While change is difficult for most of us, it tends to get even more difficult as we age. Yet it’s often our elders who are forced to make the most dramatic changes. One example is the transition to assisted living from a home or apartment. Not only do our loved ones have to accept the fact that they must leave the home environment they are used to, they must accept the fact that aging and/or health needs necessitate this move. It’s a lot to ask of older people to make this transition to assisted living. How can adult children, often the people who pushed the move in the first place, help their parents ease into a strange new environment?
Tips for making assisted living feel like home
- Start by understanding that while your parent or parents move to assisted living may seem very positive to you since you see the fresh start, the handy, nutritious meals and the social activities as positive motivations, this move represents significant loss for your parents. Even if they are leaving an older, deteriorating home for a sparkling new assisted living facility, they are leaving behind a good deal of their past.
- Ask them what personal belongings they feel strongly about. Offer to store holiday decorations, family heirlooms and even seasonal clothing in your home if that helps them make decisions. Their space will likely be limited, so letting them know that you’ll help them keep things they don’t use on a daily basis should ease some of their grief over having to part with much of their tangible history. When my mom was in a care environment, we used to make a little ritual of changing out seasonal clothing. I always added a few new items during this changeover, so she enjoyed the process.
- Make a priority of finding shelving or a cabinet for them to keep photo albums and other life treasures safe and accessible in their new home.
- If they had favorite chairs for television watching or reading, try to find room for those chairs in their new home. If there is room for a dresser, let them bring theirs from home. If they had a grandfather clock that had been in the family for years, find a place for that. As many mementos from home that they can bring with them will help ease the transition.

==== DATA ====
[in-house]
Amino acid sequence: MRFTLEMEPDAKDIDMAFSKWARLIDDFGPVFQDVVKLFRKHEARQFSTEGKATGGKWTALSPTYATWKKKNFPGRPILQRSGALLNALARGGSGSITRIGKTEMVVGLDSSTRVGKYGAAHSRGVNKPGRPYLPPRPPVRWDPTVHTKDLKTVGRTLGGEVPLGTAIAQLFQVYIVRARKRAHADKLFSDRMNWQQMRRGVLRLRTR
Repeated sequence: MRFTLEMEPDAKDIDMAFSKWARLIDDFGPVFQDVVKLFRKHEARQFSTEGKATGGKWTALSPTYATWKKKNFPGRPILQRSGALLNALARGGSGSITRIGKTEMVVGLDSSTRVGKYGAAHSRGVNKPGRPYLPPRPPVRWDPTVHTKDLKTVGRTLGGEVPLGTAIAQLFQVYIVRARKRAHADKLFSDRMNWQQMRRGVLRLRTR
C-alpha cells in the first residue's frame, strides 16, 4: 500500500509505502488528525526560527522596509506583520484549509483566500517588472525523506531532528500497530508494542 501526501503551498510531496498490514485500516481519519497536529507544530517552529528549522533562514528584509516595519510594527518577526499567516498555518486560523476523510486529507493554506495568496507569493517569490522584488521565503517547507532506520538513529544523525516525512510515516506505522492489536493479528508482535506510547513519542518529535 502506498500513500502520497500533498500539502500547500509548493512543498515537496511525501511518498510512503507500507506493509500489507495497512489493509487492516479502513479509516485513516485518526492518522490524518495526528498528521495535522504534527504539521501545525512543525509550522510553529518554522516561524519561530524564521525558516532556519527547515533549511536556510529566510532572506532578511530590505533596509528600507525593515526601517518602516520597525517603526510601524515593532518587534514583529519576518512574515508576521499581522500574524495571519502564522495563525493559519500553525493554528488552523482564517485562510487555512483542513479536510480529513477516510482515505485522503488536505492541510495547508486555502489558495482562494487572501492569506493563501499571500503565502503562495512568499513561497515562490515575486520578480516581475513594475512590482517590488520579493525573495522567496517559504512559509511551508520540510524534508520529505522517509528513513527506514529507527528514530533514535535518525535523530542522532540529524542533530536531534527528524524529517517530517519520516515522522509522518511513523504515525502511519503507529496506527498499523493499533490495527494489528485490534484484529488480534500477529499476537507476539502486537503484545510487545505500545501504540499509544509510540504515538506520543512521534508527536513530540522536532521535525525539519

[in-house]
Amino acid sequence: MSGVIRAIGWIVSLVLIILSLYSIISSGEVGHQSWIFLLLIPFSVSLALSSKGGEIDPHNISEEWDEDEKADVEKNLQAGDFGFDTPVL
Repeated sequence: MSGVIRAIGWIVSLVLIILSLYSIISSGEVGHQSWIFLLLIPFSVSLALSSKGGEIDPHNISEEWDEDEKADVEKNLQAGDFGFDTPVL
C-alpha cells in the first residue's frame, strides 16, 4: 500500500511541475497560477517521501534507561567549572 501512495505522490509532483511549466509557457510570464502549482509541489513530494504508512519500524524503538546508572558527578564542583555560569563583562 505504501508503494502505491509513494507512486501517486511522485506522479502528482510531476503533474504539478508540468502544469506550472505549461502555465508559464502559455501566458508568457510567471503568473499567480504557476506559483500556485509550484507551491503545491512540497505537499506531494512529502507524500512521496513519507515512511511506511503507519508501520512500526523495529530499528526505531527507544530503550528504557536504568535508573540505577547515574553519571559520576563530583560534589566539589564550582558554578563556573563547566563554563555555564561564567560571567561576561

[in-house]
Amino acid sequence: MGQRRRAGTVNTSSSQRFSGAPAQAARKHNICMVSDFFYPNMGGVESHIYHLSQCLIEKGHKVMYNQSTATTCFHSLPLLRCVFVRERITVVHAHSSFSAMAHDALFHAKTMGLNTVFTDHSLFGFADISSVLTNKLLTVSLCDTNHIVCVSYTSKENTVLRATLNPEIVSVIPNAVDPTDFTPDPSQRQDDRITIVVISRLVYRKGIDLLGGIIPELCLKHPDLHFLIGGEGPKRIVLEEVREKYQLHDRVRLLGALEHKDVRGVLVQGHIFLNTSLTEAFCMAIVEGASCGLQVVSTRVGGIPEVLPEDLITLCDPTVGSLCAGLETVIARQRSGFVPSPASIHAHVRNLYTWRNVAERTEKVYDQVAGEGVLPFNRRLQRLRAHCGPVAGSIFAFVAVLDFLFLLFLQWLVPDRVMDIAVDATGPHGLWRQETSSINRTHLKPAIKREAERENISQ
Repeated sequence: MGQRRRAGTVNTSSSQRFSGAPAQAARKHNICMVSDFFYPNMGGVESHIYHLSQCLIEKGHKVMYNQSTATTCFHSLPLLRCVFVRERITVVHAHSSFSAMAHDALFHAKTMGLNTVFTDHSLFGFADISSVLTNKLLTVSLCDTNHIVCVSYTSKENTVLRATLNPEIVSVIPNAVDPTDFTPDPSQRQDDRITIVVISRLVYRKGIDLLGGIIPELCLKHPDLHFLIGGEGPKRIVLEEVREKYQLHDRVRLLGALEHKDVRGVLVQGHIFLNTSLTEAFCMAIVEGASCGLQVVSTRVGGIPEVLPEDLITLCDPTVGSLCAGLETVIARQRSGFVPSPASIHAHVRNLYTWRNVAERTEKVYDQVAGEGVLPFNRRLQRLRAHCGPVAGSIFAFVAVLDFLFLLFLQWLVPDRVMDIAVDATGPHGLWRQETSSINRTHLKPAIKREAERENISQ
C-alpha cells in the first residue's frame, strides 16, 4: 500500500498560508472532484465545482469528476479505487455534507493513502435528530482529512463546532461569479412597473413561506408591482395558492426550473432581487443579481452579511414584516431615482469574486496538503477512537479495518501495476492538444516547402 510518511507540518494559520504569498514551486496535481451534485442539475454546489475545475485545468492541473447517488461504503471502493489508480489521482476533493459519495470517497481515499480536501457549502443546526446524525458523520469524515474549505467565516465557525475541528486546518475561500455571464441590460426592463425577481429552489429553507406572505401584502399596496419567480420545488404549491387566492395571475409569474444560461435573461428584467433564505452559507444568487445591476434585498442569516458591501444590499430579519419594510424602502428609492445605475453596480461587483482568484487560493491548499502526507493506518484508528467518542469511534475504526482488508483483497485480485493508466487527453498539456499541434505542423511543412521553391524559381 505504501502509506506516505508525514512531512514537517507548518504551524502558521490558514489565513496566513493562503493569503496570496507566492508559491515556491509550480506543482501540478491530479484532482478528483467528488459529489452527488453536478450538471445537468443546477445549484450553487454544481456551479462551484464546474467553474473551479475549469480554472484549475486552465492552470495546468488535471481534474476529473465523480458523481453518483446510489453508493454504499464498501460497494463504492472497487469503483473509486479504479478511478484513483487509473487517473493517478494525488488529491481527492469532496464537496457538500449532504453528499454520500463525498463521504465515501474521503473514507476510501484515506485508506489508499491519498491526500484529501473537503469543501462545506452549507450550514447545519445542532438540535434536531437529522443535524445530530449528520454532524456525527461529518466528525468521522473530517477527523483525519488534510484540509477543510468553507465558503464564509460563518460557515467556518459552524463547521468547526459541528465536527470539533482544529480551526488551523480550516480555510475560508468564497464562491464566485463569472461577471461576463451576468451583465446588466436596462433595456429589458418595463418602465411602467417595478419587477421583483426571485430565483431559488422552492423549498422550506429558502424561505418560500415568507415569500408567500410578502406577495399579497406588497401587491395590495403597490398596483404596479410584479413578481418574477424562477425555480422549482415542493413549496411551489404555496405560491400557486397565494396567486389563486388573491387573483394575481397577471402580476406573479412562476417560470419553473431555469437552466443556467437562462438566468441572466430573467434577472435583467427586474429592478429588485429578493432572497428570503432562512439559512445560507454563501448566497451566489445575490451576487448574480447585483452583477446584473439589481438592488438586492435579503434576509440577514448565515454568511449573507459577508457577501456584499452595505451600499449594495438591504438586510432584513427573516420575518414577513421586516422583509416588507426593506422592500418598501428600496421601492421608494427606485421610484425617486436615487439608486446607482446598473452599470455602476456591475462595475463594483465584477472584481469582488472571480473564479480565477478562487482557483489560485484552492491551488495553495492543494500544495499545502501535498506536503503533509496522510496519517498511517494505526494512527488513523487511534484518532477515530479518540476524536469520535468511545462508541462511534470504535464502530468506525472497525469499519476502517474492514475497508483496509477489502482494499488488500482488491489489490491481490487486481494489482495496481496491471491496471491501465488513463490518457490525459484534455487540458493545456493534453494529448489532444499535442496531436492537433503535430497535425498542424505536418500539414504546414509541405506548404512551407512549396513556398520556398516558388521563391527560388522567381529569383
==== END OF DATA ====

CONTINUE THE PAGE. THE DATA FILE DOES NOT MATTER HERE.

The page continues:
- Make sure that they have pillows, bedspread and even curtains, if possible, from their current home unless they express the idea that they want to buy something new. Even if they do want new things, save the old. You never know when they will decide they liked their old bedspread better and want it back.
- Books, awards, favorite pictures for the walls, hand-made throw pillows and/or quilts – these are generally items that can be transferred to the new environment, so save them if you can. If there is too much for their new home, try to store some items at your home. Then, if they ask later you can say, “I have that at home, should I bring it?”
- On the other hand, some elders want a fresh start: a new couch, a flat screen TV, a comfy recliner, etc. Although this isn’t the norm, if your mom or dad wants to buy new items, go with it. It’s their home. They should have control of how to decorate it.
- Help them be a host or hostess. My uncle was particular about having a comfortable chair for his visitors. My mom was determined to be a good hostess and offer food or drinks. I knew these things about my loved ones, so I did what I could to provide what they needed to host friends in their care environment. Even my dad, deep in his dementia, needed his candy basket full so he had something to offer guests. Being able to offer comfort and/or a treat to a visitor helps our elders retain more of their own dignity.
- Don’t force your loved ones to dive right into the assisted living social scene. A good facility will generally have a “get to know you” routine, however your elders may need more time than average to adjust before they begin to socialize. Talk with the staff about your elders’ unique personalities and brainstorm with them about how to start getting them integrated into the community.
- Speaking of home, refer to their new environment as their home. Assisted living facilities and even nursing home rooms are home to the people who live there. Your aim is to help them feel at home, so your language and attitude will make a difference.
Expect your elders to grieve their losses so that you aren’t disappointed when they complain about the facility. Don’t expect gratitude. For them, this move can be compared to a kind of death, so treat them with respect and don’t rush them. If they seem overly depressed once they have had a few weeks in their new setting, talk with their doctor about possible depression. Likely, if you give them time to adjust and you work with the staff at the facility, you’ll find that they will fit in well and may grow to love the safety, warmth and friendship a good assisted living facility offers.